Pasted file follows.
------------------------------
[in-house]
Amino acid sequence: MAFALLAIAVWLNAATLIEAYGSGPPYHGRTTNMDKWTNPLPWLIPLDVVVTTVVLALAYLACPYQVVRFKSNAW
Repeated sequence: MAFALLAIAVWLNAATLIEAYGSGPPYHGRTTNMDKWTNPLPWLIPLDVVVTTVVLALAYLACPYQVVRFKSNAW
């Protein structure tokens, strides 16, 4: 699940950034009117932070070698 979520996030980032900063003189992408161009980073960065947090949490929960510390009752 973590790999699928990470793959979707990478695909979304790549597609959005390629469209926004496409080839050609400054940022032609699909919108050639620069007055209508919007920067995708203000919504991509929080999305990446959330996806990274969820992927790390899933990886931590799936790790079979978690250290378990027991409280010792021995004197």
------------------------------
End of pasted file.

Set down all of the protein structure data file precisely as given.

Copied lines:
[in-house]
Amino acid sequence: MAFALLAIAVWLNAATLIEAYGSGPPYHGRTTNMDKWTNPLPWLIPLDVVVTTVVLALAYLACPYQVVRFKSNAW
Repeated sequence: MAFALLAIAVWLNAATLIEAYGSGPPYHGRTTNMDKWTNPLPWLIPLDVVVTTVVLALAYLACPYQVVRFKSNAW
């Protein structure tokens, strides 16, 4: 699940950034009117932070070698 979520996030980032900063003189992408161009980073960065947090949490929960510390009752 973590790999699928990470793959979707990478695909979304790549597609959005390629469209926004496409080839050609400054940022032609699909919108050639620069007055209508919007920067995708203000919504991509929080999305990446959330996806990274969820992927790390899933990886931590799936790790079979978690250290378990027991409280010792021995004197």